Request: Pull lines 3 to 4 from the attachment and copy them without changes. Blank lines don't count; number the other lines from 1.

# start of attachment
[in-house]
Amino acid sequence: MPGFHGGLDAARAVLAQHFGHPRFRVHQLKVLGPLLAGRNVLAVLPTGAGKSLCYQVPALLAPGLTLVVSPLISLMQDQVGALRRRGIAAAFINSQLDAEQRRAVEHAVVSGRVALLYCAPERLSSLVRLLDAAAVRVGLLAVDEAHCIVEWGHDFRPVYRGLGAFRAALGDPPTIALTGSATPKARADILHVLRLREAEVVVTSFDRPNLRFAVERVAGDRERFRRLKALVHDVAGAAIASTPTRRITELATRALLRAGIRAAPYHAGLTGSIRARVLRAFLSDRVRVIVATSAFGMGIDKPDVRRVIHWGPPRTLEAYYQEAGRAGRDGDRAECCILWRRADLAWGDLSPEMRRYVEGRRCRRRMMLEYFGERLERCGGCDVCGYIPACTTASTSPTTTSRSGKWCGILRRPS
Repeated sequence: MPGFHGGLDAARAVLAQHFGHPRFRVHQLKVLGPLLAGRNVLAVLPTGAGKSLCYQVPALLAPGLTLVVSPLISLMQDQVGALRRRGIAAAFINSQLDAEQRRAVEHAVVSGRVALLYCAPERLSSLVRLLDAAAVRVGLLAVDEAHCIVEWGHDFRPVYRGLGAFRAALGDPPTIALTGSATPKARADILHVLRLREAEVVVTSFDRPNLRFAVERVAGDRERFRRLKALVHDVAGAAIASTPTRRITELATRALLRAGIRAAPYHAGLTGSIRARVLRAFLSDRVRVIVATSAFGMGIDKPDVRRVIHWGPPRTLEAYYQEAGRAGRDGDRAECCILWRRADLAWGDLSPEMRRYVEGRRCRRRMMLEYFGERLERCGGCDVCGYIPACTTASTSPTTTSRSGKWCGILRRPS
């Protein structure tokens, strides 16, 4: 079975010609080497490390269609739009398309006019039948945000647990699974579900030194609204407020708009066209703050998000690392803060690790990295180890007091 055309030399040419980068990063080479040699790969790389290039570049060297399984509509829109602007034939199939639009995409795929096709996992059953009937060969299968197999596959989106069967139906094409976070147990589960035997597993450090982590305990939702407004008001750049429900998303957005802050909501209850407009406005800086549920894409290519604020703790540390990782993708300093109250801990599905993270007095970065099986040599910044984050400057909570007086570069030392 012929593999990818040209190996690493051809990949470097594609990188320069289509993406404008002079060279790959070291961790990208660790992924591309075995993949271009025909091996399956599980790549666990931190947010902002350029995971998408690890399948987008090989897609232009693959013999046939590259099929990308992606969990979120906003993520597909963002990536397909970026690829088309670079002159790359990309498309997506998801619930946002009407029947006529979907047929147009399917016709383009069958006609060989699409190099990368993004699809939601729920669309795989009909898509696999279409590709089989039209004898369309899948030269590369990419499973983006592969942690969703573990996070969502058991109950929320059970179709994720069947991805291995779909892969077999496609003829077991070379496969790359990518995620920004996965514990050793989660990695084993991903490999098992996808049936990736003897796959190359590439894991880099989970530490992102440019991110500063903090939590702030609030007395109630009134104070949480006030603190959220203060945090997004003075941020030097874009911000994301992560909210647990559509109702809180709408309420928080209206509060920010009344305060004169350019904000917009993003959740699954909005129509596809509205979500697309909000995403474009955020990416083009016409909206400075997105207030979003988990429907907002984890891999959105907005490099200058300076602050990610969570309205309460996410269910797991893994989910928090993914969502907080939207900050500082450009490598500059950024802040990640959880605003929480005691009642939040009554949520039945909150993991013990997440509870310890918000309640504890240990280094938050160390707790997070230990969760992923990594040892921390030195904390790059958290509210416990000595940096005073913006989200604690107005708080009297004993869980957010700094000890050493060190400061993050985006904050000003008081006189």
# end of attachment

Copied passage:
Repeated sequence: MPGFHGGLDAARAVLAQHFGHPRFRVHQLKVLGPLLAGRNVLAVLPTGAGKSLCYQVPALLAPGLTLVVSPLISLMQDQVGALRRRGIAAAFINSQLDAEQRRAVEHAVVSGRVALLYCAPERLSSLVRLLDAAAVRVGLLAVDEAHCIVEWGHDFRPVYRGLGAFRAALGDPPTIALTGSATPKARADILHVLRLREAEVVVTSFDRPNLRFAVERVAGDRERFRRLKALVHDVAGAAIASTPTRRITELATRALLRAGIRAAPYHAGLTGSIRARVLRAFLSDRVRVIVATSAFGMGIDKPDVRRVIHWGPPRTLEAYYQEAGRAGRDGDRAECCILWRRADLAWGDLSPEMRRYVEGRRCRRRMMLEYFGERLERCGGCDVCGYIPACTTASTSPTTTSRSGKWCGILRRPS
């Protein structure tokens, strides 16, 4: 079975010609080497490390269609739009398309006019039948945000647990699974579900030194609204407020708009066209703050998000690392803060690790990295180890007091 055309030399040419980068990063080479040699790969790389290039570049060297399984509509829109602007034939199939639009995409795929096709996992059953009937060969299968197999596959989106069967139906094409976070147990589960035997597993450090982590305990939702407004008001750049429900998303957005802050909501209850407009406005800086549920894409290519604020703790540390990782993708300093109250801990599905993270007095970065099986040599910044984050400057909570007086570069030392 012929593999990818040209190996690493051809990949470097594609990188320069289509993406404008002079060279790959070291961790990208660790992924591309075995993949271009025909091996399956599980790549666990931190947010902002350029995971998408690890399948987008090989897609232009693959013999046939590259099929990308992606969990979120906003993520597909963002990536397909970026690829088309670079002159790359990309498309997506998801619930946002009407029947006529979907047929147009399917016709383009069958006609060989699409190099990368993004699809939601729920669309795989009909898509696999279409590709089989039209004898369309899948030269590369990419499973983006592969942690969703573990996070969502058991109950929320059970179709994720069947991805291995779909892969077999496609003829077991070379496969790359990518995620920004996965514990050793989660990695084993991903490999098992996808049936990736003897796959190359590439894991880099989970530490992102440019991110500063903090939590702030609030007395109630009134104070949480006030603190959220203060945090997004003075941020030097874009911000994301992560909210647990559509109702809180709408309420928080209206509060920010009344305060004169350019904000917009993003959740699954909005129509596809509205979500697309909000995403474009955020990416083009016409909206400075997105207030979003988990429907907002984890891999959105907005490099200058300076602050990610969570309205309460996410269910797991893994989910928090993914969502907080939207900050500082450009490598500059950024802040990640959880605003929480005691009642939040009554949520039945909150993991013990997440509870310890918000309640504890240990280094938050160390707790997070230990969760992923990594040892921390030195904390790059958290509210416990000595940096005073913006989200604690107005708080009297004993869980957010700094000890050493060190400061993050985006904050000003008081006189």